How ‘i lavatori forti’ of the fields and factories

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Italian immigrants and their families have long been regarded, in North America, as a hard-working ethnic group. Brought up hearing stories of ancestral struggles and hardships, Italian immigrants to North America embraced attributes for being fiercely motivated individuals, earning the nickname “i lavatori forti”, or “the hard workers”(Iacovetta, Pre). Regardless, their strong work ethic did not initially transcend into the classroom. Italians put the family and labor first, rather skeptical of what the North American school system would offer their children. Italian immigrants fought against the dominant ways of the school system, fearful of losing their cultural roots by embracing change. Consequently, Italian students were considered one of the lowest performing ethnic groups of the mid-1900s. Generational changes brought radical change to the upbringing of Italian-Americans and their performance in school.

Since social factors are the most important indicator in determining one’s academic achievement, an individual’s background has huge implications on learning in the classroom. With the rise of globalization, a large pool of immigrants has emerged in North America, which has been impacted by the North American way of life. Overtime, first generation Italian immigrants have had unique experiences in the U.S. school system, making huge strides in academia once they embraced aspects of North American culture. Since the early 20th century, their participation and approach to adopting and implementing aspects of American culture has increased. This behavior, apparent when Italians migrated to North America and combated much resentment for their way of life, did not transcend into the classroom initially. Over time, first and second generation Italians adapted to North American customs and cultures and with that, the school system. This transition throughout the mid to late 1900s and into the 20th century drastically increased the achievement of Italians, who originally performed poorly in the classroom. In this paper, I will observe how first and second generation Italian immigrants began to prioritize school over labor, and overall increased student achievement as an ethnic group by examining historical references, scholarly articles, and personal experiences. By doing so, Italians became Americanized and distanced themselves from the family. This paper discerns the changing experiences of first-generation Italian immigrants in New Haven, Toronto, and New York City within the last two centuries and studies the shift in Italian family and student behavior – from opposing the school system to succeeding within it.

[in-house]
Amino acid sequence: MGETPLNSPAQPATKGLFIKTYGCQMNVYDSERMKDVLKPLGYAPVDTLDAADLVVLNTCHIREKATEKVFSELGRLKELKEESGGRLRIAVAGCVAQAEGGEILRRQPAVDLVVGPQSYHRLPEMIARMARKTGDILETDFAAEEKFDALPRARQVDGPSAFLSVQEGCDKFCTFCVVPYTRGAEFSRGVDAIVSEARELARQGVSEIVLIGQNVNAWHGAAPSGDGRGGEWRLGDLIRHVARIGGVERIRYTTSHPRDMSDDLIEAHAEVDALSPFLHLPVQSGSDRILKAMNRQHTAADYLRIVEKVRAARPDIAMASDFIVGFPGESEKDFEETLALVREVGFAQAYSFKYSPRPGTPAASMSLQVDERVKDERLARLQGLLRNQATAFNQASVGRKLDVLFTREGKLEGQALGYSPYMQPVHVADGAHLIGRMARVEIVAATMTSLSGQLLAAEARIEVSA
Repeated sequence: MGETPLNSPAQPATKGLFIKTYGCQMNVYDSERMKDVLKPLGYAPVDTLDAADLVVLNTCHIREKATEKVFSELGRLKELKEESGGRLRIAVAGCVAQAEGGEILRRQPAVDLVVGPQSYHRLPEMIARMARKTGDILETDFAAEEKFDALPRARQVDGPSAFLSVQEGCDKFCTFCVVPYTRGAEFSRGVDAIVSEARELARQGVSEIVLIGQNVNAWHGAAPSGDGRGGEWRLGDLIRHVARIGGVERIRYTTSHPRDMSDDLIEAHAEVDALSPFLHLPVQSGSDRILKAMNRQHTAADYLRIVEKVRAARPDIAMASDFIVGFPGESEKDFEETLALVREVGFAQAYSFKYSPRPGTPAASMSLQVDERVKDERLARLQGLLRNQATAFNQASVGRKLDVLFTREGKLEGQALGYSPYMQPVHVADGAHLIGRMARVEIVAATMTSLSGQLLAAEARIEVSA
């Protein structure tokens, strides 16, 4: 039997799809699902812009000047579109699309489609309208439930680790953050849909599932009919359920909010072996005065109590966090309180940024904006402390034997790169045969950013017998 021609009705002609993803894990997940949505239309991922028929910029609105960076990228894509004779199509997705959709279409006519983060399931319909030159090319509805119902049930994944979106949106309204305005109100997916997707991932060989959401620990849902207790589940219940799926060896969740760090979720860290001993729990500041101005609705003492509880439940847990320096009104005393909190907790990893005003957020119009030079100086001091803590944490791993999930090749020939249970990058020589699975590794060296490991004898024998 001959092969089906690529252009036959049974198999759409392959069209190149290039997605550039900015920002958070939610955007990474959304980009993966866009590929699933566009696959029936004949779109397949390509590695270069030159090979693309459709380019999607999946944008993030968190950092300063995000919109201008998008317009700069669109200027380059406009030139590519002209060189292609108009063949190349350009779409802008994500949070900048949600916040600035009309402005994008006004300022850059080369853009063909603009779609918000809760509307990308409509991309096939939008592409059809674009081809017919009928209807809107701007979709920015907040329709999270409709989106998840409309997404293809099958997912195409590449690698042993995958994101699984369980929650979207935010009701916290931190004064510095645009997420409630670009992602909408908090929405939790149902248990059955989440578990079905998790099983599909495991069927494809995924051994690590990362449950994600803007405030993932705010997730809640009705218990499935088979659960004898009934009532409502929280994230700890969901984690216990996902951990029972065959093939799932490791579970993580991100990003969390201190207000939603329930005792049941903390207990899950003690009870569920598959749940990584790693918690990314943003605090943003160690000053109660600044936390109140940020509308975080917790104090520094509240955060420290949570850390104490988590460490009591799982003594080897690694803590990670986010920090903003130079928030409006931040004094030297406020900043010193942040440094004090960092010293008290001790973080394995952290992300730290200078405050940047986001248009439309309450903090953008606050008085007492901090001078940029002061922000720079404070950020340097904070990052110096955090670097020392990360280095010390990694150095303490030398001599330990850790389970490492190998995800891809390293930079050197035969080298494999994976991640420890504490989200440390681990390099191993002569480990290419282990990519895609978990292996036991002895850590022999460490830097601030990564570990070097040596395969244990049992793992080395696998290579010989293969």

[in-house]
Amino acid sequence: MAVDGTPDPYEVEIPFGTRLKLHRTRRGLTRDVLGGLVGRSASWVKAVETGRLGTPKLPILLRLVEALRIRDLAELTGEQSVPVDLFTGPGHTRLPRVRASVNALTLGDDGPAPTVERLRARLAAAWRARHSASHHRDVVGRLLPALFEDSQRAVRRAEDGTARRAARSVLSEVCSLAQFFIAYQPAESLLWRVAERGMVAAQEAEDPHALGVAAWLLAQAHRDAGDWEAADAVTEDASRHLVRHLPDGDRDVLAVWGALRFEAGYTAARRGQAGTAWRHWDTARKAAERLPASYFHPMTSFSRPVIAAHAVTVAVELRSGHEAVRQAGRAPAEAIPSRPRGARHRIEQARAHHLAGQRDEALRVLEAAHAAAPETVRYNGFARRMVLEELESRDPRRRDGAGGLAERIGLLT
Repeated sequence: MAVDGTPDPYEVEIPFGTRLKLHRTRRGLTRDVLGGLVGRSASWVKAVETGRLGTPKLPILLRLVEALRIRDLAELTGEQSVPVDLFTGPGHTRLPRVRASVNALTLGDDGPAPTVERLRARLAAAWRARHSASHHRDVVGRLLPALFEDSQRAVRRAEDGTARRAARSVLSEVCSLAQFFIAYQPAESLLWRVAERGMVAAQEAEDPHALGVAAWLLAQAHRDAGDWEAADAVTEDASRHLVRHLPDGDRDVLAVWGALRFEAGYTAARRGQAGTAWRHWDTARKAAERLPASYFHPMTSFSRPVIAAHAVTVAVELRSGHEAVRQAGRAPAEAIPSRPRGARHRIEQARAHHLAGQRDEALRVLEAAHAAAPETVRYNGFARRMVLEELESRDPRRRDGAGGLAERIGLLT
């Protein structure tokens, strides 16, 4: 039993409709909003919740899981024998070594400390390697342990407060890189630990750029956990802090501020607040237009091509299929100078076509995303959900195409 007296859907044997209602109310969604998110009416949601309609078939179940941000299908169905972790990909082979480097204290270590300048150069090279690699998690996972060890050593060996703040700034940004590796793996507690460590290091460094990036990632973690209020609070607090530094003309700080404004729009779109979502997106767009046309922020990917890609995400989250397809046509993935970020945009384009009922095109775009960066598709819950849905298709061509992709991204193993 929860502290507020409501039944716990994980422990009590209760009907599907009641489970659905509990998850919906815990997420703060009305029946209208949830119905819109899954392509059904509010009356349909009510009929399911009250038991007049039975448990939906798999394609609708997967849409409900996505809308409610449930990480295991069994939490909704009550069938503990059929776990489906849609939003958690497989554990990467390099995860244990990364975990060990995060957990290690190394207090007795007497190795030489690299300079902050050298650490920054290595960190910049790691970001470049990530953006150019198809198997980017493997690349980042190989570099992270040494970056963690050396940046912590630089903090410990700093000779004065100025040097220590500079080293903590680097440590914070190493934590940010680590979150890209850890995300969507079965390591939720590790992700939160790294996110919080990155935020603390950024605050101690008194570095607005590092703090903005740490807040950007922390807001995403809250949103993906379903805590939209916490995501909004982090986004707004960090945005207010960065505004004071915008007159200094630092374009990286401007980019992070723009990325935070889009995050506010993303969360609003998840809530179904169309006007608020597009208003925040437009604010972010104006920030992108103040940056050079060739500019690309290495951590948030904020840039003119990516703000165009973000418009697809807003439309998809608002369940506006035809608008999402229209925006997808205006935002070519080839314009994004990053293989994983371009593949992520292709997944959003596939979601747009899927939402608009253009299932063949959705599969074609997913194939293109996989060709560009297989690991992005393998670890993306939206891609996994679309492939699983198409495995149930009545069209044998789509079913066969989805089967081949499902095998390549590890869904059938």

The importance of the family

In the onset of immigration to North American, Italians, like many other ethnic groups, strived to keep the unspoken promise of clinging tightly to their culture living in a new country. To Italians, community was everything. They put a large emphasis on the towns they lived in, their “paesi”, where they lived and worked amongst each other and maintained a strong sense of community (Milione 1). As Dr. Vincenzo Milione, who studied the achievement of Italians since their migration to North American in the 1900’s states: “The fact that their role models did not go to work in a shirt and tie was less important to these youngsters than their ability to give their family a better than decent life style [sic] Papa owned a grocery store right on the block. It’ll be his son’s once he retires. The boy can work there, and learn the business…these possibilities and the fact that they were all respectable jobs were reasons enough why they didn’t consider the completion of high school a pressing necessity” (Milione 2). Social media was well played a large role in defining the Italian attitude toward community and school. Descendants of Italian immigrants and immigrants themselves took pride in the representations of characteristics in movies like “The Godfather”, where Italians, who found success outside of academia, were admired for their strong family ties, honor, and respect for the family. Such mentalities contributed to the 1990s a report by the New York City Board of Education depicts Italians as the ethnic group with the third highest dropout rate, where 1 in every 5 dropped out of high school (Milione 3). Italians were third to Hispanics and Blacks in high school dropout rates in 1988. Their attitude towards the family sets the stage for the low student achievement levels of Italian immigrants and their descendants in the school.